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By Chris Oddo | Wednesday, September 3, 2014


Kei Nishikori became the first Japanese man in 96 years to reach the semifinals of the US Open with a five-set win over Stan Wawrinka.

Photo Source: Getty

Kei Nishikori has long been considered talented enough to win titles at majors, but after his rousing 3-6, 7-5, 7-6(7), 6-7(5), 6-4 victory over Stan Wawrinka in the US Open quarterfinals on Wednesday in New York, Nishikori proved that he is also in possession of what many considered to be key missing ingredients from his game—fortitude and fitness.

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“It's not like I love to play five sets,” Nishikori explained, after his breakthrough victory over third-seeded Wawrinka, “but I have a lot of confidence to play in the fifth. I get more concentration and my tennis is getting better playing in the fourth or fifth sets. Yeah, these two matches, it's going to help for sure.”

For the first time in his career, the 24-year-old Shimane, Japan native has defeated top ten players in consecutive matches at a major, and Nishikori—once labeled injury prone, and by a few harsh critics, a little too soft—improved his record in five-set matches to 10-2 lifetime (main draw) and 4-0 in 2014.

He did it with a brand of tennis that was electric. Taking the ball early, the explosive Nishikori regularly took full, unrestrained swings at the ball, sending it careening at treacherous angles as if he were a engaged in a video game or a ping-pong match. To take all those full swings meant that Nishikori had to be in position with his legs to do so. Somehow he made it happen.

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Wawrinka, to be fair, was nearly equal to Nishikori in every phase of the game on this afternoon, which made the matchup all the more compelling, and the exchanges between the two all the more hair-raising. For fans of pure, kinetic ball-striking and energized rallies this was a matchup to die for.

For Nishikori, it will be one to relish.

After finishing off Milos Raonic at 2:26 on Tuesday morning for a fourth-round victory, it was expected that the Japanese No. 1 might have a tough time dealing with the pulsating ground strokes and physicality of Stan Wawrinka. That proved to be true in the first set, but by the beginning of the second Nishikori was standing toe-to-toe with the Swiss as each ramped up their games in what would become the most compelling match of the tournament in the men’s side.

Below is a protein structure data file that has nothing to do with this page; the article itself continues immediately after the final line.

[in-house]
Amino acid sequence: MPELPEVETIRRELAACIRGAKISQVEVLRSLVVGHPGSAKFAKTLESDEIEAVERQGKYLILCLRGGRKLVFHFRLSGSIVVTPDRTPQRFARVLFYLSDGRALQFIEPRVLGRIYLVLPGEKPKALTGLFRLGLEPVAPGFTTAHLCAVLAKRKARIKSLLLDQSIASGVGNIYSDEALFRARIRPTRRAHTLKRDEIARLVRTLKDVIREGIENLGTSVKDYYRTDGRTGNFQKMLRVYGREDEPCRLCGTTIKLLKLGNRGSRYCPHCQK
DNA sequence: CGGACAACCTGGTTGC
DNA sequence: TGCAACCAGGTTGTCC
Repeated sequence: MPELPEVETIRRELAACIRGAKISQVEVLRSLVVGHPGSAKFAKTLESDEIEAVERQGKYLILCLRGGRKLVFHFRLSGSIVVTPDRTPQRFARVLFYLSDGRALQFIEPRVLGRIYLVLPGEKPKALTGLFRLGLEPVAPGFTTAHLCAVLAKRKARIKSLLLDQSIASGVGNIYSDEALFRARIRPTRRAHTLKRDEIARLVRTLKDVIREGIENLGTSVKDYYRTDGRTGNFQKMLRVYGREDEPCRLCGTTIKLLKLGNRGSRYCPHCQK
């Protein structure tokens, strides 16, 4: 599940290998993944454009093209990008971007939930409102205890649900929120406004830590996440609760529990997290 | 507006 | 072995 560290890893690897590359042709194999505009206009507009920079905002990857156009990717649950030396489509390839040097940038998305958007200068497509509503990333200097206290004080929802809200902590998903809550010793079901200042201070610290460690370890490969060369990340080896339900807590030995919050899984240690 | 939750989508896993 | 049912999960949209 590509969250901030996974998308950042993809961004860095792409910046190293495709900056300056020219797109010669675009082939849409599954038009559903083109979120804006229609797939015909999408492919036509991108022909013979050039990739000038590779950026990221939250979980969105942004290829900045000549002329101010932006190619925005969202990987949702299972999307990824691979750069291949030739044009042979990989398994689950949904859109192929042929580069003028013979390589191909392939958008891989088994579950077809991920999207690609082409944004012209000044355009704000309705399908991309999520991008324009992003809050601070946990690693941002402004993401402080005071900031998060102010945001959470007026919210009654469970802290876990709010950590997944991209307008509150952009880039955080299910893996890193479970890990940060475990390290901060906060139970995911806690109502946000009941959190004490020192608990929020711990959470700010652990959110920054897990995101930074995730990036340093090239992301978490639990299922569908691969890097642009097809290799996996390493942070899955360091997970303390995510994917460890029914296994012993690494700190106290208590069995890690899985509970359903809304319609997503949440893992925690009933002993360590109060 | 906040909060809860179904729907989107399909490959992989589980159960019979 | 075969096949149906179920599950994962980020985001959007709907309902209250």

“I had a little bit jet lag today,” joked Nishikori to reporters after the match. Then he recanted. “No, it's good. It's good. My body is good.”

Thanks to a double-fault by Wawrinka, Nishikori would steal the second set, and he would take the third after saving a set point in the tiebreaker thanks to some courageous free-hitting of the ball at times where it would have been more than understandable to be timid.

Remarkably, Nishikori was never timid in this match, nor did he ever waver in his commitment, even when Wawrinka took the fourth-set tiebreaker after nearly blowing a 4-0 lead to force a decider.

If body language could win matches, Wawrinka surely would have been given the nod in the decider, but Nishikori, seemingly running on fumes as the match passed the four-hour mark, never wilted. He saved three break points in his second and third service games of the match with faith-based ball-striking that was just good enough to keep Wawrinka from getting his way, and when he got his chance in the tenth game, he made his second match point count, sealing the victory in four hours and 15 minutes.

With the victory, Nishikori becomes the first Japanese player to reach the US Open semifinals since 1918, and the first Japanese player to reach the semifinals at any Grand Slam since 1933.

He will face either Novak Djokovic or Andy Murray in the semifinals.

Here’s a sampling of tweets from this match, which generated quite a bit of buzz on Twitter for its high level of play:


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